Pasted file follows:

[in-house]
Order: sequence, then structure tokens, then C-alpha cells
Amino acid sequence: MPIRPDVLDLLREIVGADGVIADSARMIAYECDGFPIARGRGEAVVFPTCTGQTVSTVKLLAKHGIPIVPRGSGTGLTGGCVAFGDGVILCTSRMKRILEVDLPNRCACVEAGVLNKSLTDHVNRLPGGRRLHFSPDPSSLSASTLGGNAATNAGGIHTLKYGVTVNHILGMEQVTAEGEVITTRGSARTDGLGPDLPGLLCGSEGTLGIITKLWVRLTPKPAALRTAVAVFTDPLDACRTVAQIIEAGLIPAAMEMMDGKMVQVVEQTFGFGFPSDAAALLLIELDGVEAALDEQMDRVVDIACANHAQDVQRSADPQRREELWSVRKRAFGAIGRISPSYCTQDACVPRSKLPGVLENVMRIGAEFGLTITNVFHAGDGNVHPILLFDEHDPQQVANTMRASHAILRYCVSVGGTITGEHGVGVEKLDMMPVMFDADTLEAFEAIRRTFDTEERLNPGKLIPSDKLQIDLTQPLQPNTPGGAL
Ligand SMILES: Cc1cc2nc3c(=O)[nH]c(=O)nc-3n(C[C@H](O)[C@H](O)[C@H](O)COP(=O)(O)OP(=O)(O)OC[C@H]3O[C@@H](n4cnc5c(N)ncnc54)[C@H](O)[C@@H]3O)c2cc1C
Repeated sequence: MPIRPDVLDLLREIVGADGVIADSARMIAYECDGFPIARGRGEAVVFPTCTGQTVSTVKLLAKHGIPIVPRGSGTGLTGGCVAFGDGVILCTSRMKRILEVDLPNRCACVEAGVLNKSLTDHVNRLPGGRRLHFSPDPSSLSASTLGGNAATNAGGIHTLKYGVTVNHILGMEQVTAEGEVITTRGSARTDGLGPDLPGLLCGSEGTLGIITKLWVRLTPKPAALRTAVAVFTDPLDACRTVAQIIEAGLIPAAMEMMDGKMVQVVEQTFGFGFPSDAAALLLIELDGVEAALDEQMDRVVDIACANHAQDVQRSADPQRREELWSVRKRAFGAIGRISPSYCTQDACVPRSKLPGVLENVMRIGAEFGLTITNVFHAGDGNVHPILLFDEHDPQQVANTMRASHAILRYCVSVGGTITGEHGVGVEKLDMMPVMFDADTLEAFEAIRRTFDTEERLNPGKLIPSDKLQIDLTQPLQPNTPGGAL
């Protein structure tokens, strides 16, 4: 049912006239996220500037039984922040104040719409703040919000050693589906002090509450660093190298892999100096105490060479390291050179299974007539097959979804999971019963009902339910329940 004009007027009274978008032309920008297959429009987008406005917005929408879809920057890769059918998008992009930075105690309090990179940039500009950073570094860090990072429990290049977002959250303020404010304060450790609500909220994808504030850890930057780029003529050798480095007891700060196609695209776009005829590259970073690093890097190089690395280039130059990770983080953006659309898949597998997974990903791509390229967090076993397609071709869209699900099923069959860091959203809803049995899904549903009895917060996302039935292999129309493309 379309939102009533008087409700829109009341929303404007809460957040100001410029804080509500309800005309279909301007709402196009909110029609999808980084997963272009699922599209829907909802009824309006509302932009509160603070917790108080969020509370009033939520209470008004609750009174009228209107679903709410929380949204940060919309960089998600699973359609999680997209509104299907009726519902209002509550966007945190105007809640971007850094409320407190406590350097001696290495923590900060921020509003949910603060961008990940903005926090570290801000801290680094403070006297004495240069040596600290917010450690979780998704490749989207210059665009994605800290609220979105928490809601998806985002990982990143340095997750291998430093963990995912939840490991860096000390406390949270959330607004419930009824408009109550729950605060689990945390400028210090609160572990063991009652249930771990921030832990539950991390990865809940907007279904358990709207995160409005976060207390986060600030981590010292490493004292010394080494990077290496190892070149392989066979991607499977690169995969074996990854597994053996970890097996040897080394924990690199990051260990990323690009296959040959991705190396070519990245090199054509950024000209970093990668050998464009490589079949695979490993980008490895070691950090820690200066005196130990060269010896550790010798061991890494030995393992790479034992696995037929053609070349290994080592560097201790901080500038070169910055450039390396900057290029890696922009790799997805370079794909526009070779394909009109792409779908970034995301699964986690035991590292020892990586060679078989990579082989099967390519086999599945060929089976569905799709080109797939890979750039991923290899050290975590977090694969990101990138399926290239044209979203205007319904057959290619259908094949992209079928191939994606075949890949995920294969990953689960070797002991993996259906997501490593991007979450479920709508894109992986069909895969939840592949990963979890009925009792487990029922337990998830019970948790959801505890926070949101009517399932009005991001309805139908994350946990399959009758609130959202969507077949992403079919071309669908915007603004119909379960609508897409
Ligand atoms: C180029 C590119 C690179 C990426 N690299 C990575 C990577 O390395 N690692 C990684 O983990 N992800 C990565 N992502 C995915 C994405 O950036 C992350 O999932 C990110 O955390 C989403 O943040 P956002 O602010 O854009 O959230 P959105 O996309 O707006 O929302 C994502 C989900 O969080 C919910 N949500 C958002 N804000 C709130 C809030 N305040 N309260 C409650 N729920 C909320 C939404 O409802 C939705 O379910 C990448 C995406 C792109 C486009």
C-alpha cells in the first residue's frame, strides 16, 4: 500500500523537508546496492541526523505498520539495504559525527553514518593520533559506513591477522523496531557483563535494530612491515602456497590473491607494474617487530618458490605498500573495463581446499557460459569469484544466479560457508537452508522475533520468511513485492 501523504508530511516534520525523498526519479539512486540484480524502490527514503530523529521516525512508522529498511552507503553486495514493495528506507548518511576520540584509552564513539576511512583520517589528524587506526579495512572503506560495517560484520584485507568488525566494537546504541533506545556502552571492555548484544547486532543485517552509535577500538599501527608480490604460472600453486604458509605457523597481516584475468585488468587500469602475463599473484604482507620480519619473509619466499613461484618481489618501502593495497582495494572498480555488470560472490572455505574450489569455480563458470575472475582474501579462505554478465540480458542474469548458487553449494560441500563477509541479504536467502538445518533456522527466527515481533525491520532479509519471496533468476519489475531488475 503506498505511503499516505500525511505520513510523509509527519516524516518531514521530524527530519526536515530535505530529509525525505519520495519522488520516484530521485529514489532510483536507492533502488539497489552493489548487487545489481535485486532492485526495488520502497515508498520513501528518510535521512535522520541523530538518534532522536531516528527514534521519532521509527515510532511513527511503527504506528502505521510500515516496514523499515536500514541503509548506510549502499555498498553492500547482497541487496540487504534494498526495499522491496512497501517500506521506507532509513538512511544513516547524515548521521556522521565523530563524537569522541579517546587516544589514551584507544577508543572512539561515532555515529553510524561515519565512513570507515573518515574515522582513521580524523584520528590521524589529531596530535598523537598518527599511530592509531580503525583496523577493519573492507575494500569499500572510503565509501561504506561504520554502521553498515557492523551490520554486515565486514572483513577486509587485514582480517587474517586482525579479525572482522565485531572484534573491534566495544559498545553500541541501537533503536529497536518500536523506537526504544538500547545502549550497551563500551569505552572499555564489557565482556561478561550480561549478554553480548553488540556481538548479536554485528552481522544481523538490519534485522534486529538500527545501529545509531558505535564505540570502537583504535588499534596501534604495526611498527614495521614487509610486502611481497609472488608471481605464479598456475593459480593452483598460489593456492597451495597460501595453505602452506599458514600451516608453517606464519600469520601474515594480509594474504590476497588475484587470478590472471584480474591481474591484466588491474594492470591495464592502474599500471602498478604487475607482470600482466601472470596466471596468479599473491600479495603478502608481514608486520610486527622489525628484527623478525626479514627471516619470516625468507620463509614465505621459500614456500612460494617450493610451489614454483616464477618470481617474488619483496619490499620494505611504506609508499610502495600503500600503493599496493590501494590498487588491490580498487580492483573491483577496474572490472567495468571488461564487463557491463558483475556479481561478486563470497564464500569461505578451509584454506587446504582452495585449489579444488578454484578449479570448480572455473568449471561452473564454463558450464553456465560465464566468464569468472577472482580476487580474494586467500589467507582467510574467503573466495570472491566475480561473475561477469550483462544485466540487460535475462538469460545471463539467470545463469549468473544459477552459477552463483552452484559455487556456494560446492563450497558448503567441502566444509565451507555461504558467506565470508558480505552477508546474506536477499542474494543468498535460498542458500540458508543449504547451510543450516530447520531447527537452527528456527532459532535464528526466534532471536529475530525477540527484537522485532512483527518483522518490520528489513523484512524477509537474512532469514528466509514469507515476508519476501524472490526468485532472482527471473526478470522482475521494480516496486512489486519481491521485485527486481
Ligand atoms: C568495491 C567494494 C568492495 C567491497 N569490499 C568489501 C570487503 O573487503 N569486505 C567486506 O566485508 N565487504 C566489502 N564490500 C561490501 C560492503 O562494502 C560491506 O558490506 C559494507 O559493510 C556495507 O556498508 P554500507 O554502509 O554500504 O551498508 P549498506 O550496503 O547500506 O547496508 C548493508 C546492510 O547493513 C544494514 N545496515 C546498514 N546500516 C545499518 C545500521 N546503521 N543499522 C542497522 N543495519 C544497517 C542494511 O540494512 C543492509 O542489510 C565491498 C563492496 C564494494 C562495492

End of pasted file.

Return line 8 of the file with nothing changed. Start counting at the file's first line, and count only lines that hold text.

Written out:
C-alpha cells in the first residue's frame, strides 16, 4: 500500500523537508546496492541526523505498520539495504559525527553514518593520533559506513591477522523496531557483563535494530612491515602456497590473491607494474617487530618458490605498500573495463581446499557460459569469484544466479560457508537452508522475533520468511513485492 501523504508530511516534520525523498526519479539512486540484480524502490527514503530523529521516525512508522529498511552507503553486495514493495528506507548518511576520540584509552564513539576511512583520517589528524587506526579495512572503506560495517560484520584485507568488525566494537546504541533506545556502552571492555548484544547486532543485517552509535577500538599501527608480490604460472600453486604458509605457523597481516584475468585488468587500469602475463599473484604482507620480519619473509619466499613461484618481489618501502593495497582495494572498480555488470560472490572455505574450489569455480563458470575472475582474501579462505554478465540480458542474469548458487553449494560441500563477509541479504536467502538445518533456522527466527515481533525491520532479509519471496533468476519489475531488475 503506498505511503499516505500525511505520513510523509509527519516524516518531514521530524527530519526536515530535505530529509525525505519520495519522488520516484530521485529514489532510483536507492533502488539497489552493489548487487545489481535485486532492485526495488520502497515508498520513501528518510535521512535522520541523530538518534532522536531516528527514534521519532521509527515510532511513527511503527504506528502505521510500515516496514523499515536500514541503509548506510549502499555498498553492500547482497541487496540487504534494498526495499522491496512497501517500506521506507532509513538512511544513516547524515548521521556522521565523530563524537569522541579517546587516544589514551584507544577508543572512539561515532555515529553510524561515519565512513570507515573518515574515522582513521580524523584520528590521524589529531596530535598523537598518527599511530592509531580503525583496523577493519573492507575494500569499500572510503565509501561504506561504520554502521553498515557492523551490520554486515565486514572483513577486509587485514582480517587474517586482525579479525572482522565485531572484534573491534566495544559498545553500541541501537533503536529497536518500536523506537526504544538500547545502549550497551563500551569505552572499555564489557565482556561478561550480561549478554553480548553488540556481538548479536554485528552481522544481523538490519534485522534486529538500527545501529545509531558505535564505540570502537583504535588499534596501534604495526611498527614495521614487509610486502611481497609472488608471481605464479598456475593459480593452483598460489593456492597451495597460501595453505602452506599458514600451516608453517606464519600469520601474515594480509594474504590476497588475484587470478590472471584480474591481474591484466588491474594492470591495464592502474599500471602498478604487475607482470600482466601472470596466471596468479599473491600479495603478502608481514608486520610486527622489525628484527623478525626479514627471516619470516625468507620463509614465505621459500614456500612460494617450493610451489614454483616464477618470481617474488619483496619490499620494505611504506609508499610502495600503500600503493599496493590501494590498487588491490580498487580492483573491483577496474572490472567495468571488461564487463557491463558483475556479481561478486563470497564464500569461505578451509584454506587446504582452495585449489579444488578454484578449479570448480572455473568449471561452473564454463558450464553456465560465464566468464569468472577472482580476487580474494586467500589467507582467510574467503573466495570472491566475480561473475561477469550483462544485466540487460535475462538469460545471463539467470545463469549468473544459477552459477552463483552452484559455487556456494560446492563450497558448503567441502566444509565451507555461504558467506565470508558480505552477508546474506536477499542474494543468498535460498542458500540458508543449504547451510543450516530447520531447527537452527528456527532459532535464528526466534532471536529475530525477540527484537522485532512483527518483522518490520528489513523484512524477509537474512532469514528466509514469507515476508519476501524472490526468485532472482527471473526478470522482475521494480516496486512489486519481491521485485527486481